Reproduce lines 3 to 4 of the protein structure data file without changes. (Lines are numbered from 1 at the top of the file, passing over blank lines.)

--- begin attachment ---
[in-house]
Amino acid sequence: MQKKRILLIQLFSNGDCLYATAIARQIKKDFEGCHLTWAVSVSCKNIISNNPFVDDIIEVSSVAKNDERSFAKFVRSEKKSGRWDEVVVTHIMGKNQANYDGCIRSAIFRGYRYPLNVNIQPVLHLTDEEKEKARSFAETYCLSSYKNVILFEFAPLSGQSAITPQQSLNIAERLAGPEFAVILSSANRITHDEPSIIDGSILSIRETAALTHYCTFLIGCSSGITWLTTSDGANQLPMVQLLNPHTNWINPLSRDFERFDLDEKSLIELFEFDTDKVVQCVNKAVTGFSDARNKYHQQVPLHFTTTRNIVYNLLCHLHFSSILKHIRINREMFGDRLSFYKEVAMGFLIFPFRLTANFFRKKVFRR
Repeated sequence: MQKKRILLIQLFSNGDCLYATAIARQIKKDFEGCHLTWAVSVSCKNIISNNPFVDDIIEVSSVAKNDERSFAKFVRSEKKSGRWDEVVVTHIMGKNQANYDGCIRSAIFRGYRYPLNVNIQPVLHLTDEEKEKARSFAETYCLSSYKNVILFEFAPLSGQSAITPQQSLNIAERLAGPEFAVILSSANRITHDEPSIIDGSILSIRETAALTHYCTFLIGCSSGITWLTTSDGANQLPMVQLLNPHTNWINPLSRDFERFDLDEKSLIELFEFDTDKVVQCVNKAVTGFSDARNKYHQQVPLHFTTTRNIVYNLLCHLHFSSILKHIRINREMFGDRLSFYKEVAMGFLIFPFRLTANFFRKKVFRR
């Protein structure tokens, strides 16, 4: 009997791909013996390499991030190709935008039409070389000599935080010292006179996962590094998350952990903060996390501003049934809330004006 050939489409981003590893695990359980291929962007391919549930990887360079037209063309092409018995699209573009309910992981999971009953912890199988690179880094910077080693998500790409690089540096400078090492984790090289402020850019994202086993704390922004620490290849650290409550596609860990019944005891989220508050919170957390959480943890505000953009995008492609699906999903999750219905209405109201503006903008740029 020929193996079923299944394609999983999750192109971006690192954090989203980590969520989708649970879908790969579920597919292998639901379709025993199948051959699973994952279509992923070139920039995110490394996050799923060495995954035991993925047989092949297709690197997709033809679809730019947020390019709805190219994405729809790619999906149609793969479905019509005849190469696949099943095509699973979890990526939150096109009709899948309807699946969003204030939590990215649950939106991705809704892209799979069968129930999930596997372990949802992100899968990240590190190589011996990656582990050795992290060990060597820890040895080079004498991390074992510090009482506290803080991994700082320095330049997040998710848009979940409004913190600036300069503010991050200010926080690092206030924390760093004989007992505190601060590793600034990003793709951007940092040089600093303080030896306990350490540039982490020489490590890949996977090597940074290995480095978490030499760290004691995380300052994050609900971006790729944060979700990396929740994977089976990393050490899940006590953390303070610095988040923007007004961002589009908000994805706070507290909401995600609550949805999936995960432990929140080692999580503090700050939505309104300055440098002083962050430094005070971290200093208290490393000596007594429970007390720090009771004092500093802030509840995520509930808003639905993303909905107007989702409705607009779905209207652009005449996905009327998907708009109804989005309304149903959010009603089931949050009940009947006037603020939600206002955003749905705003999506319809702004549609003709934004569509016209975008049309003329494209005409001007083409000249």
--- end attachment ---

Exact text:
Repeated sequence: MQKKRILLIQLFSNGDCLYATAIARQIKKDFEGCHLTWAVSVSCKNIISNNPFVDDIIEVSSVAKNDERSFAKFVRSEKKSGRWDEVVVTHIMGKNQANYDGCIRSAIFRGYRYPLNVNIQPVLHLTDEEKEKARSFAETYCLSSYKNVILFEFAPLSGQSAITPQQSLNIAERLAGPEFAVILSSANRITHDEPSIIDGSILSIRETAALTHYCTFLIGCSSGITWLTTSDGANQLPMVQLLNPHTNWINPLSRDFERFDLDEKSLIELFEFDTDKVVQCVNKAVTGFSDARNKYHQQVPLHFTTTRNIVYNLLCHLHFSSILKHIRINREMFGDRLSFYKEVAMGFLIFPFRLTANFFRKKVFRR
């Protein structure tokens, strides 16, 4: 009997791909013996390499991030190709935008039409070389000599935080010292006179996962590094998350952990903060996390501003049934809330004006 050939489409981003590893695990359980291929962007391919549930990887360079037209063309092409018995699209573009309910992981999971009953912890199988690179880094910077080693998500790409690089540096400078090492984790090289402020850019994202086993704390922004620490290849650290409550596609860990019944005891989220508050919170957390959480943890505000953009995008492609699906999903999750219905209405109201503006903008740029 020929193996079923299944394609999983999750192109971006690192954090989203980590969520989708649970879908790969579920597919292998639901379709025993199948051959699973994952279509992923070139920039995110490394996050799923060495995954035991993925047989092949297709690197997709033809679809730019947020390019709805190219994405729809790619999906149609793969479905019509005849190469696949099943095509699973979890990526939150096109009709899948309807699946969003204030939590990215649950939106991705809704892209799979069968129930999930596997372990949802992100899968990240590190190589011996990656582990050795992290060990060597820890040895080079004498991390074992510090009482506290803080991994700082320095330049997040998710848009979940409004913190600036300069503010991050200010926080690092206030924390760093004989007992505190601060590793600034990003793709951007940092040089600093303080030896306990350490540039982490020489490590890949996977090597940074290995480095978490030499760290004691995380300052994050609900971006790729944060979700990396929740994977089976990393050490899940006590953390303070610095988040923007007004961002589009908000994805706070507290909401995600609550949805999936995960432990929140080692999580503090700050939505309104300055440098002083962050430094005070971290200093208290490393000596007594429970007390720090009771004092500093802030509840995520509930808003639905993303909905107007989702409705607009779905209207652009005449996905009327998907708009109804989005309304149903959010009603089931949050009940009947006037603020939600206002955003749905705003999506319809702004549609003709934004569509016209975008049309003329494209005409001007083409000249």